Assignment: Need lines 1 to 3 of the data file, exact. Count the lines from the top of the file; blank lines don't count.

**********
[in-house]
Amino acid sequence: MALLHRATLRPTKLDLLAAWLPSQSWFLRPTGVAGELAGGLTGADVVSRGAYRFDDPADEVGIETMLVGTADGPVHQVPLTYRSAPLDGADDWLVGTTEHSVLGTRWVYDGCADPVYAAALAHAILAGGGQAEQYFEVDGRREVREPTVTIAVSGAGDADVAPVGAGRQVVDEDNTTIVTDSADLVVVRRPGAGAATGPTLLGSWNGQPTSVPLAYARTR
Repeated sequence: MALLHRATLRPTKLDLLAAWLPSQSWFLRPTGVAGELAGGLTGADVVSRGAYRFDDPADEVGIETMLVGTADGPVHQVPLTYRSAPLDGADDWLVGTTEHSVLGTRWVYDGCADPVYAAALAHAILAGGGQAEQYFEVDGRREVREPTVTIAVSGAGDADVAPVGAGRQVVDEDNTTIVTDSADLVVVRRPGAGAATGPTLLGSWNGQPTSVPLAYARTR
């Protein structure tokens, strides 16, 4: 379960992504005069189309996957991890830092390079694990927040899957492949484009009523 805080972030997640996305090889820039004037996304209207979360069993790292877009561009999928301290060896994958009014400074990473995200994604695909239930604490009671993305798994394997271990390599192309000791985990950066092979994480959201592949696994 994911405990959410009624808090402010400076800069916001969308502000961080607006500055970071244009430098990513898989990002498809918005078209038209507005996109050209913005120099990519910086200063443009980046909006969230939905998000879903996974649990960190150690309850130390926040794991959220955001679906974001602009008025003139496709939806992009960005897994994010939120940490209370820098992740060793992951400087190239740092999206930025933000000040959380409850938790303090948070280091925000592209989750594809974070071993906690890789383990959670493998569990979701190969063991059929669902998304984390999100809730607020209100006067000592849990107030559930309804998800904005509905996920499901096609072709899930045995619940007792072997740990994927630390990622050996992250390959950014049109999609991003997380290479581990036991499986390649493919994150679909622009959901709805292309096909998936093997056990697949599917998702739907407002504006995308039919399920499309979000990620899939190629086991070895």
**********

[in-house]
Amino acid sequence: MALLHRATLRPTKLDLLAAWLPSQSWFLRPTGVAGELAGGLTGADVVSRGAYRFDDPADEVGIETMLVGTADGPVHQVPLTYRSAPLDGADDWLVGTTEHSVLGTRWVYDGCADPVYAAALAHAILAGGGQAEQYFEVDGRREVREPTVTIAVSGAGDADVAPVGAGRQVVDEDNTTIVTDSADLVVVRRPGAGAATGPTLLGSWNGQPTSVPLAYARTR
Repeated sequence: MALLHRATLRPTKLDLLAAWLPSQSWFLRPTGVAGELAGGLTGADVVSRGAYRFDDPADEVGIETMLVGTADGPVHQVPLTYRSAPLDGADDWLVGTTEHSVLGTRWVYDGCADPVYAAALAHAILAGGGQAEQYFEVDGRREVREPTVTIAVSGAGDADVAPVGAGRQVVDEDNTTIVTDSADLVVVRRPGAGAATGPTLLGSWNGQPTSVPLAYARTR